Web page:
“This is inappropriate teaching material,” Bonnie Anderson, a former Katy Independent School Board candidate, told CBS affiliate KKTV in October of the book. “They are singled out for white children displaying micro-aggression towards children of color. The books don’t say, ‘We want white children to feel like oppressors,’ but that is absolutely what they are. will.

Another parent, Omerly Sanchez, told KKTV that his school-aged son loved the book. “He said it was funny,” Sanchez said.

Like other laws that prohibit critical race theory, a new Tennessee law prohibits teaching any concept that would cause someone to experience “discomfort, guilt, anguish, or distress.” solely because of the individual’s race or gender ”and prohibits lessons that suggest anyone, based on their race or gender, is“ inherently privileged, racist, sexist or oppressive, whether consciously or unconsciously ”.

Sharon Roberson, president and CEO of the YWCA of Nashville and Middle Tennessee, spoke out against the law. In a letter to the Tennessee Department of Education, Roberson said it would have detrimental effects on children’s education and society as a whole.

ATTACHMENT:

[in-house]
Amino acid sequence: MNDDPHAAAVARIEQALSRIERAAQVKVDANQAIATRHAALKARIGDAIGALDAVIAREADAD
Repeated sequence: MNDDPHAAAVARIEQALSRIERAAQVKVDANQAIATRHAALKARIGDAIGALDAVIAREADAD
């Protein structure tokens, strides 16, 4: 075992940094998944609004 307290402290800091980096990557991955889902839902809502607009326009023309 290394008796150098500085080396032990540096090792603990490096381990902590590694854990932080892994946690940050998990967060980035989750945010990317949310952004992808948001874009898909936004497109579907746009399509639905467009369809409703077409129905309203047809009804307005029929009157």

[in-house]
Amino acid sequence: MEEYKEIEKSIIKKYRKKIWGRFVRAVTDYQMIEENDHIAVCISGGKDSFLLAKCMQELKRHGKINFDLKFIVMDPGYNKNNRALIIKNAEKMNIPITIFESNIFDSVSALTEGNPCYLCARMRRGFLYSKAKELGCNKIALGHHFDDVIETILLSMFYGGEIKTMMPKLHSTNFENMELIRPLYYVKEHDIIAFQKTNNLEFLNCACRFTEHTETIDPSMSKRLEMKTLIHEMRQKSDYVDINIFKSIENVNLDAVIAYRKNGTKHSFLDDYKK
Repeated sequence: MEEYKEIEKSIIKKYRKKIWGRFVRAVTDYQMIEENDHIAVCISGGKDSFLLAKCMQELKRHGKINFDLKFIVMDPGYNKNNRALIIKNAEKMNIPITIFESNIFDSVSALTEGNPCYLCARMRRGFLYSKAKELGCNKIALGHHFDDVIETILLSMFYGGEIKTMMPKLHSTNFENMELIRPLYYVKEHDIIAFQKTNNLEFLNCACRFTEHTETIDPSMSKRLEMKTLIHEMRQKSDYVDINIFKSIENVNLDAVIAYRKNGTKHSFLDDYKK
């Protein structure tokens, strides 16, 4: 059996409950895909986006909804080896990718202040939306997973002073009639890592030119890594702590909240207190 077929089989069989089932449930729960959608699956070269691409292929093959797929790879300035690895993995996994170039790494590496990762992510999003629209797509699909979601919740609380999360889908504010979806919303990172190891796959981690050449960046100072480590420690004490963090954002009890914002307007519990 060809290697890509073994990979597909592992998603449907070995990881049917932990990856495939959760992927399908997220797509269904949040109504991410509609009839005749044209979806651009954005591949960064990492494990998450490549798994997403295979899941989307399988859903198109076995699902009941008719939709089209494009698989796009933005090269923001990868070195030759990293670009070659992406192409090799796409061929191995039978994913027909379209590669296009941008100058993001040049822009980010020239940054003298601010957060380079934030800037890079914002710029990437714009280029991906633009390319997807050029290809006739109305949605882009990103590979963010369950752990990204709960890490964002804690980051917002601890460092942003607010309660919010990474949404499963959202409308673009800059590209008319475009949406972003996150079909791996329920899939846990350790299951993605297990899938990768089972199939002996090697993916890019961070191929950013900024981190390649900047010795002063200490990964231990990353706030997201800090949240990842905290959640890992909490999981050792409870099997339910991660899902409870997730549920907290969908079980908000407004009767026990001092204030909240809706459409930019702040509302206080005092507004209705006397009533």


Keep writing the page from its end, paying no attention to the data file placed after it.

“The intention is really to put us in this war against each other. Let people say if you discuss these issues it will hurt the kids, as teachers are trained to teach and if you really want your students to have the benefit of a global society we live in, they will to have to know their history, ”said Roberson.

Stone said it’s not just books with race themes that are often contested. Books “in adulthood” which describe puberty, sexuality or sexual acts are generally considered “obscene” – although these themes are only part of the book and the concern often distorts the literary work. in general.

“Beloved is one of the best examples of that – it’s in the headlines right now – it’s not pornographic or obscene, it’s just about sex,” she said.

The book, which takes place during the era of reconstruction and vividly depicts the horrors of slavery and its legacy, contains violent and sexually explicit passages.

Republican lawmakers across Texas are working to impose a ban on what they see as “divisive concepts.”

Republican State Representative Matt Krause has compiled a list of 850 books he says should be banned, including “Rainbow, a first book of Pride,” intended for young readers, and “Underneath It All: A History of Women’s Underwear “, intended for young adults. Krause, a candidate for Texas attorney general, sent a letter to school districts in Texas asking them to report how many books on the list they are currently making available to students.